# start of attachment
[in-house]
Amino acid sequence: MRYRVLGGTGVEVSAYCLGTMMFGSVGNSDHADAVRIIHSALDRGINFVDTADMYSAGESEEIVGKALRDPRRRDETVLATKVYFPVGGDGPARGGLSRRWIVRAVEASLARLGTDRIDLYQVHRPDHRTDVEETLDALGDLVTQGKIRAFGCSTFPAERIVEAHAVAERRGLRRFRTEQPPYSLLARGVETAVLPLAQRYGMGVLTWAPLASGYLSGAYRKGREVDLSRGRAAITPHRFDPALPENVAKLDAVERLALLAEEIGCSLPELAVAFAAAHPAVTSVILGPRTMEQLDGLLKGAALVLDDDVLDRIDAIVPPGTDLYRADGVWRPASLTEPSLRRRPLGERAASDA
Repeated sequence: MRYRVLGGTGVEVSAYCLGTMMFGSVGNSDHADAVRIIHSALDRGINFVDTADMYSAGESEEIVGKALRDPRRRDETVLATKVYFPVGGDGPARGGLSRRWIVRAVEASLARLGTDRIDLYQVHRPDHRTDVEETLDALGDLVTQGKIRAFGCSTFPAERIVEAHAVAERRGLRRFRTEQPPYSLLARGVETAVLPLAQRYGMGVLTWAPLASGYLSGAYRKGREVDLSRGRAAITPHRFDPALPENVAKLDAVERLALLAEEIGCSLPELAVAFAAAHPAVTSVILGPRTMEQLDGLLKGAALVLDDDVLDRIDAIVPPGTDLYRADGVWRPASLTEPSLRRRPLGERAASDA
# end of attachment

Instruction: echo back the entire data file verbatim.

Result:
[in-house]
Amino acid sequence: MRYRVLGGTGVEVSAYCLGTMMFGSVGNSDHADAVRIIHSALDRGINFVDTADMYSAGESEEIVGKALRDPRRRDETVLATKVYFPVGGDGPARGGLSRRWIVRAVEASLARLGTDRIDLYQVHRPDHRTDVEETLDALGDLVTQGKIRAFGCSTFPAERIVEAHAVAERRGLRRFRTEQPPYSLLARGVETAVLPLAQRYGMGVLTWAPLASGYLSGAYRKGREVDLSRGRAAITPHRFDPALPENVAKLDAVERLALLAEEIGCSLPELAVAFAAAHPAVTSVILGPRTMEQLDGLLKGAALVLDDDVLDRIDAIVPPGTDLYRADGVWRPASLTEPSLRRRPLGERAASDA
Repeated sequence: MRYRVLGGTGVEVSAYCLGTMMFGSVGNSDHADAVRIIHSALDRGINFVDTADMYSAGESEEIVGKALRDPRRRDETVLATKVYFPVGGDGPARGGLSRRWIVRAVEASLARLGTDRIDLYQVHRPDHRTDVEETLDALGDLVTQGKIRAFGCSTFPAERIVEAHAVAERRGLRRFRTEQPPYSLLARGVETAVLPLAQRYGMGVLTWAPLASGYLSGAYRKGREVDLSRGRAAITPHRFDPALPENVAKLDAVERLALLAEEIGCSLPELAVAFAAAHPAVTSVILGPRTMEQLDGLLKGAALVLDDDVLDRIDAIVPPGTDLYRADGVWRPASLTEPSLRRRPLGERAASDA